تبلیغات وکیل مطلوب
|کد مقاله||سال انتشار||مقاله انگلیسی||ترجمه فارسی||تعداد کلمات|
|2171||2012||10 صفحه PDF||سفارش دهید||محاسبه نشده|
Publisher : Elsevier - Science Direct (الزویر - ساینس دایرکت)
Journal : International Review of Law and Economics, Volume 32, Issue 3, September 2012, Pages 329–338
Attorney advertising routinely targets tort victims. This paper reviews legal services advertising restrictions in the United States and abroad. A theoretical model is developed which incorporates advertising intensity, litigation costs, and an endogenous number of lawsuits. Since advertising induces victims to bring suit, it increases the level of injurer care. However, litigation costs are also incurred. At the optimum, the marginal benefit of deterrence equals the sum of marginal litigation and advertising costs. Extensions of the model are considered, including the possibility that advertising stirs up frivolous lawsuits and that firms use advertising to rent seek. Fee shifting and alternative fee structures are also discussed. Although blanket prohibitions on attorney advertising are likely suboptimal, some regulations may be justified.
Attorneys utilize a variety of media to advertise their legal services, including television, the Yellow Pages, the Internet, billboards, and other outlets. Many of these advertisements target tort victims. Proponents of attorney advertising argue that it provides valuable information regarding legal services to the poor and uneducated segments of society. At the same time, opponents maintain, among other things, that advertising tarnishes the reputation of the legal profession and decreases the quality of legal services. This paper addresses the question of what is the optimal level of attorney advertising. The argument is organized as follows. Section 2 discusses attorney advertising restrictions in various jurisdictions around the world, with particular emphasis placed on the United States. Before the United States Supreme Court's ruling in Bates v. State Bar of Arizona (1977),1 advertising by attorneys was explicitly prohibited. However, since the Bates decision, which held that attorney advertising was a protected form of commercial free speech, attorney advertising expenditures have increased dramatically. Similar to the United States, many countries today permit attorney advertising, though there are some exceptions. Section 3 then provides a brief literature review of the economics of advertising with special attention to legal services. While there are many articles focusing on the empirical impact of advertising on the price and quality of legal services in the economic literature, it is devoid of a thorough theoretical analysis of the welfare implications of attorney advertising. Section 4 seeks to fill this gap by developing a theoretical model based on the trade-off between the informative effects of advertising, which enhances the deterrence benefits of the tort system, against the likely increase in litigation costs. We consider the possibility that advertising stirs up frivolous suits, evaluate the effect of advertising on competition for clients, investigate the impact of different fee structures as well as fee shifting, and explore the use of a negligence rule rather than strict liability. Section 5 discusses the policy implications of the model, and finally, Section 6 concludes.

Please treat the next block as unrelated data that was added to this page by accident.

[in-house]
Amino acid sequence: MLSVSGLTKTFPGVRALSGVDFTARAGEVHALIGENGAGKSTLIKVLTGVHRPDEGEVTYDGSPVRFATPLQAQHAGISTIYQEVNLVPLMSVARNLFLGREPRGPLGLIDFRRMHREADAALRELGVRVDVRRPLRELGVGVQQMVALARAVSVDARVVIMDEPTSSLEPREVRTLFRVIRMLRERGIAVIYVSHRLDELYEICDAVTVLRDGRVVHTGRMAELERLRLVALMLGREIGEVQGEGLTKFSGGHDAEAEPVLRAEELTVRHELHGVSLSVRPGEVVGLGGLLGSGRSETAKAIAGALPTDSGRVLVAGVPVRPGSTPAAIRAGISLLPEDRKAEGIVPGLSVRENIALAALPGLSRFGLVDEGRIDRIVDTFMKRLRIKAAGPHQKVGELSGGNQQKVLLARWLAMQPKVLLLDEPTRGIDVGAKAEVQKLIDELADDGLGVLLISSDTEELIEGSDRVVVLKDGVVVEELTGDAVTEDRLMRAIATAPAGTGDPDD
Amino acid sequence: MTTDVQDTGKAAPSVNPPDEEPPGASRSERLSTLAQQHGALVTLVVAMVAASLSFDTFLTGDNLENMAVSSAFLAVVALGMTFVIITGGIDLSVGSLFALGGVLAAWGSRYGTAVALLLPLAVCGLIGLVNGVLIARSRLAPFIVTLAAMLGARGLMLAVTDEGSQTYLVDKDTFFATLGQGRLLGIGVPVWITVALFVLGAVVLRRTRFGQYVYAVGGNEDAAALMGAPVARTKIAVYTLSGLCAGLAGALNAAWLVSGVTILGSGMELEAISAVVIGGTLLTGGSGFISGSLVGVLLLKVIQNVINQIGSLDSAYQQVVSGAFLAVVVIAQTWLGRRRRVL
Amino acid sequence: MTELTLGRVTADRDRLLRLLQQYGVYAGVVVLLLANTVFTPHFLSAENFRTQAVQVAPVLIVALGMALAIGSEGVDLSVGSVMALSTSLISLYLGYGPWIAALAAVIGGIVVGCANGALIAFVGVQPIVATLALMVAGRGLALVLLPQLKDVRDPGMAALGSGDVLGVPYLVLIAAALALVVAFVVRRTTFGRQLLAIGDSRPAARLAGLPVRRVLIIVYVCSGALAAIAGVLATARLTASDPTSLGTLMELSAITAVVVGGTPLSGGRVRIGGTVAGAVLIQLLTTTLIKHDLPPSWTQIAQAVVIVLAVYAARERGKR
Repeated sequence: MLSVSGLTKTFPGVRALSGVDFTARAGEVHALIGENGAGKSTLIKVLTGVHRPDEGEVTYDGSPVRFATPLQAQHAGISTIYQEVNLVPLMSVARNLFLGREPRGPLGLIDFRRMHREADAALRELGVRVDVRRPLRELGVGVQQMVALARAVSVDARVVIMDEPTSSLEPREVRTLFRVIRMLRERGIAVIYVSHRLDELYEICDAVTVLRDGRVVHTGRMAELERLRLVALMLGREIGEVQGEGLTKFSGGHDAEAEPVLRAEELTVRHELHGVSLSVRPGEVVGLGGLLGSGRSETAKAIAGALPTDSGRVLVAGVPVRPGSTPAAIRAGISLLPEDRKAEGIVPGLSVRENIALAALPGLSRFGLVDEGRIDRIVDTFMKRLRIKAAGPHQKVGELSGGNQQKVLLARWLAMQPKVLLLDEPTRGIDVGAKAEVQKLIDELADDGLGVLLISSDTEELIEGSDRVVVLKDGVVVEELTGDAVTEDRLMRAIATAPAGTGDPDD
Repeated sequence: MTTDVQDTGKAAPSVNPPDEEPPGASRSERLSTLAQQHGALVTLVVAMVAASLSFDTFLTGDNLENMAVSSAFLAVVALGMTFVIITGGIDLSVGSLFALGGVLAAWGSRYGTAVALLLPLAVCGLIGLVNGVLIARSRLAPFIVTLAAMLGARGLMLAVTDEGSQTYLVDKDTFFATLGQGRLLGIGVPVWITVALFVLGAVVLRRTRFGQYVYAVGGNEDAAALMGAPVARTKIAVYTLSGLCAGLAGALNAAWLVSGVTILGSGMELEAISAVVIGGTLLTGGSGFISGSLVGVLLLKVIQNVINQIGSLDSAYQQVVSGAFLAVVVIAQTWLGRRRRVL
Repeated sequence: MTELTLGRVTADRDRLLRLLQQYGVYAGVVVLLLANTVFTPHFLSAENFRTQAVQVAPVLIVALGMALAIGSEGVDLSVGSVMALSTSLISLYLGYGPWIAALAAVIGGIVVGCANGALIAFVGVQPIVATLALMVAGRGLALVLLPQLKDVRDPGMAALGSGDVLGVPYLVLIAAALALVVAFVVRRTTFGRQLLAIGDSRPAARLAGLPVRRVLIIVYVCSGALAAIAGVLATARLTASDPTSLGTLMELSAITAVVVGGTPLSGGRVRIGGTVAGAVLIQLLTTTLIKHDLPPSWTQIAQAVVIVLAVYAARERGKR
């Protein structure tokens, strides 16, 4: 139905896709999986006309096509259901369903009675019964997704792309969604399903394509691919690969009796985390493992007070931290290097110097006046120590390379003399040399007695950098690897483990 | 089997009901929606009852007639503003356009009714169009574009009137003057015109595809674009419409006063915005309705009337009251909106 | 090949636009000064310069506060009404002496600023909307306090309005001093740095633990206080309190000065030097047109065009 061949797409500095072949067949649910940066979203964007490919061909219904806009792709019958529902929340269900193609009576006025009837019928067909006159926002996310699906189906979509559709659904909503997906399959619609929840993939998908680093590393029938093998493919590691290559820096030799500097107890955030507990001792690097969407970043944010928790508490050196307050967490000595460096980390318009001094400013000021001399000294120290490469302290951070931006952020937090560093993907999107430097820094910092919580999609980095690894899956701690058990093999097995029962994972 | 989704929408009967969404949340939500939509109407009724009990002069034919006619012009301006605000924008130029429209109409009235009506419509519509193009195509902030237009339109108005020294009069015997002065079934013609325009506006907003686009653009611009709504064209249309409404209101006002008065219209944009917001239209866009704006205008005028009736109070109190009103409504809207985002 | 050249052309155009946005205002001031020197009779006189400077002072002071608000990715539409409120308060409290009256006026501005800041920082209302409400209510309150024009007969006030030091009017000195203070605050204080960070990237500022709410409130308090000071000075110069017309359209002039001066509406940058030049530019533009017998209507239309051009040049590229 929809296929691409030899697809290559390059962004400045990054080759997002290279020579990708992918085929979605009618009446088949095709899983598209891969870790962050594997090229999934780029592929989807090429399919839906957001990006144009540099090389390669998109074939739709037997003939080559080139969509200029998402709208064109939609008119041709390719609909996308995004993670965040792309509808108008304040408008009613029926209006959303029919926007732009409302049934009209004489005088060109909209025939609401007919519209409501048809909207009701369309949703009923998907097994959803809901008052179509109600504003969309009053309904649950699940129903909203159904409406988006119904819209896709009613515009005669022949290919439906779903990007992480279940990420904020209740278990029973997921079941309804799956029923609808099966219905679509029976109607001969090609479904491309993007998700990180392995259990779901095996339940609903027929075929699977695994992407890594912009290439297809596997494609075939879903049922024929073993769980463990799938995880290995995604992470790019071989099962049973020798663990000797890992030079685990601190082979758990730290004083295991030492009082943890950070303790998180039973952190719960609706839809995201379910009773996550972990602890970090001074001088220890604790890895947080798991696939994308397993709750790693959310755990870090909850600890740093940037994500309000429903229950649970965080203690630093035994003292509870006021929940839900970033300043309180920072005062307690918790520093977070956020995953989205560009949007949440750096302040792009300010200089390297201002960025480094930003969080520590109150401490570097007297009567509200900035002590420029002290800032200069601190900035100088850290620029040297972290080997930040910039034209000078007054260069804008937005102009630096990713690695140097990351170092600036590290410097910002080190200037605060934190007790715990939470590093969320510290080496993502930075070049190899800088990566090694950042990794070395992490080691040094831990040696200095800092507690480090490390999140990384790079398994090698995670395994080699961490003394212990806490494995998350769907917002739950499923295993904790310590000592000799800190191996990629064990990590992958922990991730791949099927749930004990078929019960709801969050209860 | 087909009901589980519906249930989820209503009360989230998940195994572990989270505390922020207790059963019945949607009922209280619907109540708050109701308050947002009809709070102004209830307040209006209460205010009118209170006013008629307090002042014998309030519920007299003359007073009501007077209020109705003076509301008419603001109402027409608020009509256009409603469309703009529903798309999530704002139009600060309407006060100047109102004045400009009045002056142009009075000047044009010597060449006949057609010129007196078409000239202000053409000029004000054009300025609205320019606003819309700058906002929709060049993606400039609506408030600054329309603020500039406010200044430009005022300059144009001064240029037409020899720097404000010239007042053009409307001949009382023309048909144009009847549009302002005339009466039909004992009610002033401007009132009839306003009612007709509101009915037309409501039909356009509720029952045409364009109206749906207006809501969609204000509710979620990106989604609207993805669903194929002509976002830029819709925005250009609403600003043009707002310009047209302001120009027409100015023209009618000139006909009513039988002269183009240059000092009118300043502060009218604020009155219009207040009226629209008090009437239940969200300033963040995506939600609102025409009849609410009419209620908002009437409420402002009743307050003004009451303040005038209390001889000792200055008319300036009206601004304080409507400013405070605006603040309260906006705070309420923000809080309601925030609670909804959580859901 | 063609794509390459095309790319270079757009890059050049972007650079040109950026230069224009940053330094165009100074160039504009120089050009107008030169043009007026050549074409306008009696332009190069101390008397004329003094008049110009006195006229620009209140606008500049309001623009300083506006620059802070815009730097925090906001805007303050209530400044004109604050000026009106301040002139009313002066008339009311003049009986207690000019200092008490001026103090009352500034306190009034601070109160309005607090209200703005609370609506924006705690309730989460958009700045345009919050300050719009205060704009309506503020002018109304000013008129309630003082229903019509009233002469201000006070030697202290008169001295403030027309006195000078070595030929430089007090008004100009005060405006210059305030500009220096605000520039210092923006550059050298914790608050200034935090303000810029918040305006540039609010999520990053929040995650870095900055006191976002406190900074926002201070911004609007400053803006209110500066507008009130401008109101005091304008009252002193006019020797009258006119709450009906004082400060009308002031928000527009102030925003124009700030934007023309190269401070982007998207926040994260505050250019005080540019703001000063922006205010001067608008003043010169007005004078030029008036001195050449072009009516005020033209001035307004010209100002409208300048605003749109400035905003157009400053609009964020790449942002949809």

نتیجه گیری انگلیسی
Attorneys routinely advertise their legal services. Many of these advertisements target personal injury victims. In this paper, we developed a theoretical model that incorporated attorney advertising intensity, litigation costs, and an endogenous number of lawsuits. The results showed that attorney advertising is capable of inducing injurers to exercise additional care, but it also increased the number of victims utilizing the civil justice system, which increased litigation costs. A proper assessment of the optimal level of attorney advertising requires a trade-off between the benefits of deterrence and the costs of litigation and advertising. Despite incorporating the possibilities of frivolous lawsuits, rent seeking by firms, fee shifting, and alternative fee structures, the preceding economic theory does not provide conclusive evidence of whether firms are investing too much or too little in advertising. Nonetheless, it suggests that blanket prohibitions on attorney advertising are unlikely to be optimal. However, when the social costs associated with advertising are sufficiently high, ethical regulations on attorney advertising may be welfare improving. Absent further research, however, there is little more we can say about optimal restrictions in general. Given the broad rubrics employed by both the United States Supreme Court and the European Court of Justice, the precise form, substance, and degree of these ethical restrictions is best left for policymaker debate.